Last updated 10 June 2020
Aerial Yoga / Antigravity Yoga for body and mind
Anyone with a limited notion of Albert Einstein and Sir Isaac Newton’s scientific principles knows to experience a loss of gravity requires a departure from earth’s gravitational forces. Possibly a visit to outer space? Unless you have dreams of becoming one of Richard Branson’s future Virgin galactic astronauts, where you can venture into space for a (mere) US$250,000 investment, antigravity yoga provides an opportunity to defy gravity at a considerably lower cost.
I was in Byron Bay over a long weekend with a group called Getaway Girls I wanted time to nourish mind, body and soul. The coastal sea-side town of Byron Bay, renowned for its laid back lifestyle and relaxed beach culture, is the perfect destination for such intentions.
Numerous places in Byron offer yoga classes, but only a few present antigravity yoga (also referred to as aerial yoga). When our all girl group met at the shed at Shooter’s pass in Byron’s hinterland, Kaylene Napoli, owner of Getaway Girls assured us antigravity yoga novices, “were about to experience something very unique.”
Antigravity yoga was established in 1991. The activity is described as a fitness regime designed to increase one’s overall health and physical agility while having fun and creating beauty.
Yes, it is yoga, but it’s yoga with a difference.
Antigravity yoga is performed using the antigravity hammock, made from a stretchy, silk fabric connected by two overhead points. The soft fabric offers gentle supports to parts of your body. Advocates suggest this style of exercise provides relief to any compressed joints and helps with re-aligning the body.
“This style of yoga includes a combination of dance, pilates and calisthenics techniques,” informs Arianne Schreiber, our class instructor as we line up in front of individual red hammocks. “Regular attendees of this class require fitness, strength, stamina and discipline,” says Arianne, “but for today I will show you some basic uses of the hammock, nothing too complicated.”
“Phew,” we all exhale. Unsure of what to do next we feel instant relief we’ll be nurtured through this.
Arianne gently coaches the Getaway Girls through the first moves. Initially it feels strange and a little awkward using the fabric as a soft trapeze to support your limbs. After a few attempts, (accompanied by giggles) under Arianne’s expert and patient guidance, we master simple inversions. Our confidence grows and we try more complicated poses. It becomes less daunting and is actually fun. At varying times we alternate using the hammock like a swing, then a trapeze, unleashing our inner circus performer.
Christopher Harrison is the founder and creator of the internationally renowned entertainment and fitness brand AntiGravity®. Check out Christopher Harrison making it look so effortless
Harrison’s artistic direction has created some visually stimulating aerial dance sequences including Pink’s use of the antigravity hammock for her rock tours. I saw one of Brisbane shows and her use of the swing was stunning as well as athletically defying. (4)
When was the last time you found yourself suspended upside down?
As children, we’d swing upside down on playground monkey bars, (now banned because of health and safety issues.) In the Shed, as I’m swinging inverted style, I feel like a kid again. The blood rush to the head initially felt quite intense but Arianne reassured the group, “there are health benefits to hanging upside down with your blood flowing in the opposite direction.”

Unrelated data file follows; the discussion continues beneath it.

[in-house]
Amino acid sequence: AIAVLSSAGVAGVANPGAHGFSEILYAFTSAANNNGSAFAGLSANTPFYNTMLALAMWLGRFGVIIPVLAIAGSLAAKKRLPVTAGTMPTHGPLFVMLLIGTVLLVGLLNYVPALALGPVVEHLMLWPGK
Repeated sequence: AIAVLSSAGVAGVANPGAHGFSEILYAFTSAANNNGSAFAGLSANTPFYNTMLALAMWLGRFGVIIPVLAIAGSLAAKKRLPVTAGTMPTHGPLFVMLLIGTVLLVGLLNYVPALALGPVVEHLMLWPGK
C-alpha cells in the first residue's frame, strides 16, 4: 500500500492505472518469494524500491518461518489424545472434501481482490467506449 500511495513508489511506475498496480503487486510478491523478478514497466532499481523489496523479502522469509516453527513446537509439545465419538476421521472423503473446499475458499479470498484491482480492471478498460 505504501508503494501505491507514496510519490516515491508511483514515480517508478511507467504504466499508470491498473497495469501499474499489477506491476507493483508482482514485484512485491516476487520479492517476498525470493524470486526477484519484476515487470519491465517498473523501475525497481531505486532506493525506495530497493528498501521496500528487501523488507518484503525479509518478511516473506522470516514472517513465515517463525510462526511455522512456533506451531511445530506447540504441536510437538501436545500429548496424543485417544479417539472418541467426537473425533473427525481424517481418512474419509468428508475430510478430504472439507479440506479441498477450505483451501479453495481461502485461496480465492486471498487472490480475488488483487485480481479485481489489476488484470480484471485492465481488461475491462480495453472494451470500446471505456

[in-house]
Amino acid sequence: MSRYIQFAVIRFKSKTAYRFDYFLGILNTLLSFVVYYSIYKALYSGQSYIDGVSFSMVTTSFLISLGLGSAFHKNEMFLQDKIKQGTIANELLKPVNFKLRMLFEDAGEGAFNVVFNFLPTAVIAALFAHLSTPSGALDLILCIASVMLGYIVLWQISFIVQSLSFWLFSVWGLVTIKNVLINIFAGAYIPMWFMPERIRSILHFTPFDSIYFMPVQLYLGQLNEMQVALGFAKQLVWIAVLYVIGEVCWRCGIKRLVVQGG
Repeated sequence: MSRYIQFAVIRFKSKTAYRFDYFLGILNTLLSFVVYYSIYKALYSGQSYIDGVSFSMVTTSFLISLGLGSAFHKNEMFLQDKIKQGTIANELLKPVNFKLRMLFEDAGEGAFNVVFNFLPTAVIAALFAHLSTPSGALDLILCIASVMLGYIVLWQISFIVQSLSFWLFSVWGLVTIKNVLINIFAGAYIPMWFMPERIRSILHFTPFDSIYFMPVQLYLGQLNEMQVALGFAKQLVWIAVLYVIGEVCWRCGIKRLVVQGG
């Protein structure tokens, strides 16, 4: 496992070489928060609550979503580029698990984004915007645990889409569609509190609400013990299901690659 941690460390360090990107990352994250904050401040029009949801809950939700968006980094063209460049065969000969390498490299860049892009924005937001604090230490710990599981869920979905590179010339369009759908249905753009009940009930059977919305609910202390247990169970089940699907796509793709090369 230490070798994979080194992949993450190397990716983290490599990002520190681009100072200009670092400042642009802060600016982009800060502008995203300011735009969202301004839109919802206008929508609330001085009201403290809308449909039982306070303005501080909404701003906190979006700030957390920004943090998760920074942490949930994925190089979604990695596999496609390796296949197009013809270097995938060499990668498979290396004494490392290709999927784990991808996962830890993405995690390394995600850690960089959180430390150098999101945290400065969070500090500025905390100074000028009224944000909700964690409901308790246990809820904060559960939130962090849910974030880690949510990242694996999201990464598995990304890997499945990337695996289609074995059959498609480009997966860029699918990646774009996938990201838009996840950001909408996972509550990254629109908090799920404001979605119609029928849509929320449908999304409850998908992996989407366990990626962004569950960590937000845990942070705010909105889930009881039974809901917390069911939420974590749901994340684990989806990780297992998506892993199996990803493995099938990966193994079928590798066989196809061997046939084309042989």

With my head feeling strangely heavy and my sinuses pressing on my eyeballs I can’t say it felt good at the time. But following a few spins, twists and stretches effectively supported by the soft silk, my sinuses were quickly forgotten. I gave in to the sheer bliss of floating while gently stretching my body.
“We all desire that feeling of wanting to fly,” says Jayne Bernasconi, teacher of aerial dance at Towson University, Baltimore, USA. “Aerial yoga is the closest thing to flying.”
“By bringing the yoga philosophy into the aerial world, it helps people better understand their bodies,” says Jayne. “It also helps people get over their inhibitions, like getting their feet off the ground.”
One of our Getaway Girls, Megan had a lamindectomy (back surgery) some years ago. She was understandably hesitant about getting her feet off the ground and was not feeling confident about swinging upside down like the rest of the class. However, with gentle encouragement from Arianne and our group support, Megan overcame her fear and let go. With happy shrieks, she too was hanging upside down like bats ready for sleep.
By the end of the class we were sweating. Rock star Pink’s trainer Dreya Weber says antigravity yoga is a great method to achieving fitness. “Antigravity yoga is a gentler approach to aerials, where you can do all the moves, without needing a tremendous amount of upper body strength.”
Our class was over. I felt comfort and peace as we gently swung in our silk cocoon. My aerial couch was rocking me to sleep. When Arianne brought us back to the present, I resisted waking from my reverie, not wanting to leave my snug cocoon.
“Antigravity yoga is so effective at aligning your spine, after a class, you grow taller,” says Christopher Harrison.
Not sure if I was any taller after my first class, but I felt an incredible sense of achievement. We all did. Floating supported only by soft silk is sublime. It’s an experience we should all try and one I won’t forget. Just be prepared to step outside of your yoga comfort zone.
A chance to defy gravity, but stay on planet earth.
(1) Getaway Girls
(3) Christopher Harrison: Youtube clip Published on 8 Oct 2013 Watch AntiGravity Founder Christopher Harrison perform Aerial Yoga at the Launch of AntiGravity Fitness Instructor Training Academy.
(6) Pink’s youtube video training aerial dance